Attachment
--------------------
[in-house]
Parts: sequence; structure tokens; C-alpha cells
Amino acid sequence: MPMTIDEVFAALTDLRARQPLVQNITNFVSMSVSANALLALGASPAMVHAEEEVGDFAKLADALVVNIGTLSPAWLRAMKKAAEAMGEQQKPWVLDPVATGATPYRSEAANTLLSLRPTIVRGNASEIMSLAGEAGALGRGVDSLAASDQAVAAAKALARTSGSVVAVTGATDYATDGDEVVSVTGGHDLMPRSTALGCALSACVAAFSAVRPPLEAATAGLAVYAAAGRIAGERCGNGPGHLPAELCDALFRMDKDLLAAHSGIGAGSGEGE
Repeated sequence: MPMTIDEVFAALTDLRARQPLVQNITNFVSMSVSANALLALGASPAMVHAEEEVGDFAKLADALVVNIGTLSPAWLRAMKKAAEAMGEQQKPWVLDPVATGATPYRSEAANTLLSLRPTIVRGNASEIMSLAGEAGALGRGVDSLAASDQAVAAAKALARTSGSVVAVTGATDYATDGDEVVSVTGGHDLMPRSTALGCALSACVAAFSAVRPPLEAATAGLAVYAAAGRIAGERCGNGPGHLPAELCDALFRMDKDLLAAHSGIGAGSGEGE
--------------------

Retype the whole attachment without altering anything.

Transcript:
[in-house]
Parts: sequence; structure tokens; C-alpha cells
Amino acid sequence: MPMTIDEVFAALTDLRARQPLVQNITNFVSMSVSANALLALGASPAMVHAEEEVGDFAKLADALVVNIGTLSPAWLRAMKKAAEAMGEQQKPWVLDPVATGATPYRSEAANTLLSLRPTIVRGNASEIMSLAGEAGALGRGVDSLAASDQAVAAAKALARTSGSVVAVTGATDYATDGDEVVSVTGGHDLMPRSTALGCALSACVAAFSAVRPPLEAATAGLAVYAAAGRIAGERCGNGPGHLPAELCDALFRMDKDLLAAHSGIGAGSGEGE
Repeated sequence: MPMTIDEVFAALTDLRARQPLVQNITNFVSMSVSANALLALGASPAMVHAEEEVGDFAKLADALVVNIGTLSPAWLRAMKKAAEAMGEQQKPWVLDPVATGATPYRSEAANTLLSLRPTIVRGNASEIMSLAGEAGALGRGVDSLAASDQAVAAAKALARTSGSVVAVTGATDYATDGDEVVSVTGGHDLMPRSTALGCALSACVAAFSAVRPPLEAATAGLAVYAAAGRIAGERCGNGPGHLPAELCDALFRMDKDLLAAHSGIGAGSGEGE